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Medicare Cuts

Ever since President Biden’s State of the Union (SOTU) address, Democrats and Republicans have spent a good deal of time accusing each other of cutting (or planning to cut) Medicare spending. Democrats claim Republicans want to cut traditional fee-for-service (FFS) Medicare, while Republicans claim the Biden Administration is cutting Medicare Advantage (MA). Let’s look at what these supposed “cuts” are and see if we can separate the political rhetoric from the policy reality.

First, let’s review the “cuts” to MA. Recently, the Center for Medicare and Medicaid Services (CMS) released the proposed rate notice rule for MA. By its own calculations, CMS predicts that MA plans will see a 1.03 percent increase in revenue in 2024. There’s dispute about this, however – that number represents a 2.27 percent decrease before factoring in the expected growth of the “risk adjustment trend” of 3.3 percent. The operative word here is “trend” – CMS doesn’t actually know how much risk adjustment payments will go up in 2024 until the 2023 data come in. The 2.27 percent decrease in plan revenue before factoring in the “trend” prediction is largely from updates to hierarchical condition categories (HCCs) – essentially the payment codes for a given condition. CMS is trying to synchronize MA HCCs with FFS Medicare HCCs and so eliminated around 2,000 of these codes many of which were for the early stages of a disease (prediabetes, for example). Synchronizing these codes may appear to make sense until one learns the reason the code systems were different in the first place. In a nutshell, the MA codes were intended to incentivize plans to identify conditions earlier, thus leading to both treatment savings and better care for beneficiaries. One Avalere Health study, which doesn’t factor in the “trend” prediction, finds that the new rule will decrease benefits for MA enrollees by an average of $540, which would mean around $15 billion in decreased benefits, or “cuts,” in one year. A lot of the decrease hinges on how the risk adjustment growth pans out, and plans may actually see a slight bump if CMS’ prediction is correct.

Next, let’s review the “cuts” to FFS Medicare. Raising the specter of FFS cuts is a pastime of those on the left (and, in many cases on the right) to attack any plan that might affect recipients’ benefits. During the midterms and after the SOTU, Democrats pounced on Republican proposals for entitlement reform, specifically that of the Republican Study Committee (RSC) and a plan by Senator Rick Scott (R-FL). Senator Scott’s plan would have sunset every federal law not reauthorized by Congress in five years, including (until he edited it) Medicare and Social Security. This plan went exactly nowhere, so we’ll focus on the RSC plan.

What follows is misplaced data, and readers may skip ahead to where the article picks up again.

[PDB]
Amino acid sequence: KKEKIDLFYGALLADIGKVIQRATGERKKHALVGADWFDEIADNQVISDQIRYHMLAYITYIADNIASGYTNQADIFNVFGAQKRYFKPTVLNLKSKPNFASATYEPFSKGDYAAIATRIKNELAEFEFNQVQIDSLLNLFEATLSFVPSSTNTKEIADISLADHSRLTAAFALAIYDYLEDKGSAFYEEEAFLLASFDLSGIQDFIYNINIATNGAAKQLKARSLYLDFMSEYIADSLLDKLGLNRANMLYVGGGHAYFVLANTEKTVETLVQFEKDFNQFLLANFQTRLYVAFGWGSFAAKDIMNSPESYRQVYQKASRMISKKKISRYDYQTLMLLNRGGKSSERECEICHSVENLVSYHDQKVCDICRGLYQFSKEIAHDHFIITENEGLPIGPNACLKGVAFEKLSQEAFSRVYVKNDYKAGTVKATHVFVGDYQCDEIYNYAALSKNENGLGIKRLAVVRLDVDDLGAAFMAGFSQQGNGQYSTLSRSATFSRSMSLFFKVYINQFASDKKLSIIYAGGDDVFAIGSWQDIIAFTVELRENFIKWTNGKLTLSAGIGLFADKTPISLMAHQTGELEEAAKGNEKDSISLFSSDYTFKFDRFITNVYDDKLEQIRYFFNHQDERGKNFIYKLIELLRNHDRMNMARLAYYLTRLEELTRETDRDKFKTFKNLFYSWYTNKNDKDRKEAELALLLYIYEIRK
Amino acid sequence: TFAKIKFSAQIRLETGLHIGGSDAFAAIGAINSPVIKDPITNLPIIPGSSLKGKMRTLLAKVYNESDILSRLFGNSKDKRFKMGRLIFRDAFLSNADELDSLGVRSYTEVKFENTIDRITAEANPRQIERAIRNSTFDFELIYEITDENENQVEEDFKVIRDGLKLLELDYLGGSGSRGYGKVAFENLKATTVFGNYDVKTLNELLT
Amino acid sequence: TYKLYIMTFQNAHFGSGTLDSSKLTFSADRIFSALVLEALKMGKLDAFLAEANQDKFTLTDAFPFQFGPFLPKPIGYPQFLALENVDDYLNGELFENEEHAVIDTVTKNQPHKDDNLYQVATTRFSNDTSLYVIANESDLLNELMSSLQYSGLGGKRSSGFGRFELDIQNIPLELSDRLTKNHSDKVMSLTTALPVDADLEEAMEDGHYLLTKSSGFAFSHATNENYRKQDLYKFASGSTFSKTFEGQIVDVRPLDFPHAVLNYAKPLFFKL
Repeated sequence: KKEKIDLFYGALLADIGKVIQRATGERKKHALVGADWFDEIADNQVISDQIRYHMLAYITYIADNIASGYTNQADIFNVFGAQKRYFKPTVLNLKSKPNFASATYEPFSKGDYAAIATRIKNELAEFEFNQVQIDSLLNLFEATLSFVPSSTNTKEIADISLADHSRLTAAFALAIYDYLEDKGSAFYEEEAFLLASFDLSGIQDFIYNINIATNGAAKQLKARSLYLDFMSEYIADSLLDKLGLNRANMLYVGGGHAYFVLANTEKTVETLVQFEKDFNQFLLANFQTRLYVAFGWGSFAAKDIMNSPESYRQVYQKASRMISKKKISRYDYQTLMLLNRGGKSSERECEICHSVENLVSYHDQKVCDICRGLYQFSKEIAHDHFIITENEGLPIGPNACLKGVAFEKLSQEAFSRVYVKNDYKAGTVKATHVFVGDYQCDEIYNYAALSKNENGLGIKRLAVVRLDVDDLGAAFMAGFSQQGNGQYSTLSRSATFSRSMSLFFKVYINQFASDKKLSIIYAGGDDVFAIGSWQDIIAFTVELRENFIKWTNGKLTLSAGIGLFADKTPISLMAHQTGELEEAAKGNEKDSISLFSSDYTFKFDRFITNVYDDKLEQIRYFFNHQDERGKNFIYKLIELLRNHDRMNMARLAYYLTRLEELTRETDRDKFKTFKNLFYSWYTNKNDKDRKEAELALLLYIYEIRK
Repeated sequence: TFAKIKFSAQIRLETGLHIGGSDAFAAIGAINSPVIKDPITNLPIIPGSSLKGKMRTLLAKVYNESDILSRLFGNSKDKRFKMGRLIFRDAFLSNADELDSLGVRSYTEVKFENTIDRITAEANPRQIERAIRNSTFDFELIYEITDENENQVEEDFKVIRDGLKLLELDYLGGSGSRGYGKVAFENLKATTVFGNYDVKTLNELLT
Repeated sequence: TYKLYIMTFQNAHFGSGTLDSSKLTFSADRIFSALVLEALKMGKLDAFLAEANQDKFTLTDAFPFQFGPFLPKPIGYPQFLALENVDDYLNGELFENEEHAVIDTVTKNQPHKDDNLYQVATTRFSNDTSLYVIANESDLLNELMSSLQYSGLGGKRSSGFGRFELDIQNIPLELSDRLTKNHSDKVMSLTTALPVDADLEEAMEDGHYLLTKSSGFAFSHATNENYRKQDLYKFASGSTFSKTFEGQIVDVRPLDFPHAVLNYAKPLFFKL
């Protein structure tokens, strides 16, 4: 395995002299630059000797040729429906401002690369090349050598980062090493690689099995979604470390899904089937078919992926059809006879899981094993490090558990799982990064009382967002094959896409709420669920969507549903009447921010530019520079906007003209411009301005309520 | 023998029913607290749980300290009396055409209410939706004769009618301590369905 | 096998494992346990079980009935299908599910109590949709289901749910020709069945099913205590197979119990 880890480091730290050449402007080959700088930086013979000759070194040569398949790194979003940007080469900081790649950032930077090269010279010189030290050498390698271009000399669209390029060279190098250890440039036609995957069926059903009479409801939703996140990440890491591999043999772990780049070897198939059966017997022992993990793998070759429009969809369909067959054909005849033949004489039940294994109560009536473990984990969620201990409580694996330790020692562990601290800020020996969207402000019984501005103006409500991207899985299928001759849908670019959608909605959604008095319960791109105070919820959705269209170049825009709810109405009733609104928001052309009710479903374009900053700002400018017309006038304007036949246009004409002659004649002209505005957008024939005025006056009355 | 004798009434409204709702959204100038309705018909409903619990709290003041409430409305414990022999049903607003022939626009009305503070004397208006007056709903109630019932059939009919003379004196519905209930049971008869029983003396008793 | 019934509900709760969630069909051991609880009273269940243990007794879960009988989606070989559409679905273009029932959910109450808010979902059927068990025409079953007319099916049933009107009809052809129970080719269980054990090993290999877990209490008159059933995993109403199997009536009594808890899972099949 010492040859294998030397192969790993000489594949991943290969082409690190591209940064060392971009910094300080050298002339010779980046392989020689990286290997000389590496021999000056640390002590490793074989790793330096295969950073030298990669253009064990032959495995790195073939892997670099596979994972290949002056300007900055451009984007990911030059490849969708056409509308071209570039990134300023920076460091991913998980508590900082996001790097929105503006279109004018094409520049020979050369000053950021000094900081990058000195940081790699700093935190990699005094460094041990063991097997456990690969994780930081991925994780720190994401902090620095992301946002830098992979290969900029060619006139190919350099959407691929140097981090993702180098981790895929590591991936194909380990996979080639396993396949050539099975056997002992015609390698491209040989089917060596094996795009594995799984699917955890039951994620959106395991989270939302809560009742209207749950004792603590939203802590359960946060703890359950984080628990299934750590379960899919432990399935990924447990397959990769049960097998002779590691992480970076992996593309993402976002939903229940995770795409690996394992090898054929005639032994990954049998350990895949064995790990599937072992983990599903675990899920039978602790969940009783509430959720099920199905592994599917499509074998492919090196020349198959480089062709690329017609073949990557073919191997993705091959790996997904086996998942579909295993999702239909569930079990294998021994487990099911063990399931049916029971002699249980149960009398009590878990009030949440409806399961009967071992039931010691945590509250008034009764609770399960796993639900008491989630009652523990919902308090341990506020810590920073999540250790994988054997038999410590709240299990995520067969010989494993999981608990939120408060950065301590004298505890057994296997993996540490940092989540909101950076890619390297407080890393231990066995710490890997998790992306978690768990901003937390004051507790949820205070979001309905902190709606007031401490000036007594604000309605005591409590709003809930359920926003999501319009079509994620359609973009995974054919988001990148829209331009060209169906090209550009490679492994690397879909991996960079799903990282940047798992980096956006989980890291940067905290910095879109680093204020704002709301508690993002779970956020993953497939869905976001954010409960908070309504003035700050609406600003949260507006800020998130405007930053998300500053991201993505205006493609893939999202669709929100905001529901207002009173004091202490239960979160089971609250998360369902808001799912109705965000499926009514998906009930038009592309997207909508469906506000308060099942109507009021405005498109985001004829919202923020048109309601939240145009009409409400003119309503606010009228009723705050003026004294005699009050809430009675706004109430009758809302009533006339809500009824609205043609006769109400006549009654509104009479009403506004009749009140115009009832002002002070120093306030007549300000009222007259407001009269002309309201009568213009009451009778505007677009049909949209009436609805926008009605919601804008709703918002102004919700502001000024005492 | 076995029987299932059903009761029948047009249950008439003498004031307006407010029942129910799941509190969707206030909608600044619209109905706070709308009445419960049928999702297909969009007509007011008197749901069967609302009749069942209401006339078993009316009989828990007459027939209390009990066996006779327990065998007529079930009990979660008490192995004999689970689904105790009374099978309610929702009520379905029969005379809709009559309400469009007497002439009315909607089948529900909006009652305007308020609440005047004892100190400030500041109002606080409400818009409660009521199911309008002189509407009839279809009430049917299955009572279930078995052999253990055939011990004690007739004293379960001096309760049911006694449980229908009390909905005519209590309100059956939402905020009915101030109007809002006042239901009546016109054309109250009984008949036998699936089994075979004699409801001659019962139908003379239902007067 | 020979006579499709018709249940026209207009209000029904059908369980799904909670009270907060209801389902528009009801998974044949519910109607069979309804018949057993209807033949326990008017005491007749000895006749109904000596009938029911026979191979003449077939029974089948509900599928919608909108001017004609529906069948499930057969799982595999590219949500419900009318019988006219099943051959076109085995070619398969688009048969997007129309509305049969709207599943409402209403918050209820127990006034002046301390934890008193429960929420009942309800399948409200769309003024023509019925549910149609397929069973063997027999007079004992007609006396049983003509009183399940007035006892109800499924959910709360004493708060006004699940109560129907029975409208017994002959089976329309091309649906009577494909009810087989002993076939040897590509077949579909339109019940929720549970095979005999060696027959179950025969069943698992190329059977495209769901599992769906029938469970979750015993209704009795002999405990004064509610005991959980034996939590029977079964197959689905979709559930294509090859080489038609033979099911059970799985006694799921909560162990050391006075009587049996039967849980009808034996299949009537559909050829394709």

The RSC’s plan would raise the age of Medicare eligibility to 67 (in line with Social Security) and then index the age of eligibility to life expectancy, create a federal plan that combines Parts A, B, and D, merge the trust funds, eliminate quality scoring bonuses from MA, and make reforms to Medigap plans, among other items. The exact math of the RSC changes isn’t made clear in the document, but neither is Democrats’ reasoning that it would “cut” FFS. The closest thing to a “cut” is simply delaying when seniors, who are living and working longer than ever, can claim benefits, and of course a later eligibility means less money spent.

Are there, in fact, cuts looming for America’s favorite health entitlement program? Probably not. The RSC reforms are intended to make FFS Medicare sustainable – which it is currently not. A real cut would be refusing reforms and letting the Medicare Part A trust fund go broke and forcing benefit cuts and/or tax increases. As for MA, much hinges on the risk adjustment changes. One reason CMS made changes to the HCCs is that numerous MA plan sponsors have been accused of inflating their risk adjustment scores by manipulating HCC codes. If the plans are indeed engaging in this practice, cracking down on them wouldn’t exactly constitute a “cut.”

While yelling “Medicare cut!” might be an easy way to attack one’s political opponents, it does nothing to actually fix the program’s enormous problems. Congress and the administration would far better serve Medicare beneficiaries by focusing their energy on the latter.


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